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At metaphase I, all the microtubules of the spindle fibers attach each kinetochore to opposite poles of the cell.
Result: one homologue is pulled above the metaphase plate, the other below. The chiasmata and cohesins keep the homologues attached to each other.
At anaphase I,
|Link to discussion of the mechanism of cohesin breakdown.|
Chiasmata represent points where earlier (and unseen) nonsister chromatids had swapped sections while synapsed together. The process is called crossing over. It is reciprocal; the segments exchanged by each nonsister chromatid are identical (but may carry different alleles).
Each chromatid contains a single molecule of DNA. So the problem of crossing over is really a problem of swapping portions of adjacent DNA molecules. It must be done with great precision so that neither chromatid gains or loses any genes. In fact, crossing over has to be sufficiently precise that not a single nucleotide is lost or added at the crossover point if it occurs within a gene. Otherwise a frameshift would result and the resulting gene would produce a defective product or, more likely, no product at all.
|Link to a model of how two DNA molecules can cross over.|
In the diagram above, only a single chiasma is shown. However, multiple chiasmata are commonly found (in humans the average number of chiasmata per tetrad is just over two). In this photomicrograph (courtesy of Prof. Bernard John), a tetrad of the grasshopper Chorthippus parallelus shows 5 chiasmata.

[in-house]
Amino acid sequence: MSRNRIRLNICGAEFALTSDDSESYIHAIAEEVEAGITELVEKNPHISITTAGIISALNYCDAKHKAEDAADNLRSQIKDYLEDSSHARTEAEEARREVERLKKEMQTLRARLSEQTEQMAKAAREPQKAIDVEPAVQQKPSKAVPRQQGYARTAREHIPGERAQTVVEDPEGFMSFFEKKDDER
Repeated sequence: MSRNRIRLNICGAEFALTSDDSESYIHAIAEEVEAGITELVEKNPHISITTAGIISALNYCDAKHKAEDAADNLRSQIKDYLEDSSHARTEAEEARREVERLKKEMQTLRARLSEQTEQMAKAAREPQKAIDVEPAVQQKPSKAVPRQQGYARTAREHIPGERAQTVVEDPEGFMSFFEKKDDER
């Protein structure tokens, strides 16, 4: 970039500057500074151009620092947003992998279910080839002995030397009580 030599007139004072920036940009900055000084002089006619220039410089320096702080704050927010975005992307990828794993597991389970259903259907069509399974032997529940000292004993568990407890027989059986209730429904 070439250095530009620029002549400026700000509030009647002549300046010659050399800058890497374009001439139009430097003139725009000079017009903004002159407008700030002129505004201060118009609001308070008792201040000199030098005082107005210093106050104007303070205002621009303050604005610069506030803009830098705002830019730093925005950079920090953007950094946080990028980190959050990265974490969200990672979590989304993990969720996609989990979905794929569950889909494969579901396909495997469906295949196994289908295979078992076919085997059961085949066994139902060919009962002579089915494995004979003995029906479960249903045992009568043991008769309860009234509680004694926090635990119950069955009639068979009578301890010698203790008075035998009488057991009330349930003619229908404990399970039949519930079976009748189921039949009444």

In meiosis I, the orientation of paternal and maternal homologues at the metaphase plate is random. Therefore, although each cell produced by meiosis contain one of each homologue, the number of possible combinations of maternal and paternal homologues is 2n, where n = the haploid number of chromosomes. In this diagram, the haploid number is 3, and 8 (23) different combinations are produced.
Random assortment in humans produces 223 (8,388,608) different combinations of chromosomes. Furthermore, because of crossing over, none of these chromosomes is "pure" maternal or paternal. So I think it is safe to conclude that of all the billions of sperm produced by a man during his lifetime (and the hundreds of eggs that mature over the life of a woman), no two have exactly the same gene content.
By reducing the number of chromosomes from 2n to n,the stage is set for the union of two genomes. If the parents differ genetically, new combinations of genes can occur in their offspring. Taking these three mechanisms together, I think that it is safe to conclude that no two human beings have ever shared an identical genome unless they had an identical sibling; that is a sibling produced from a same fertilized egg.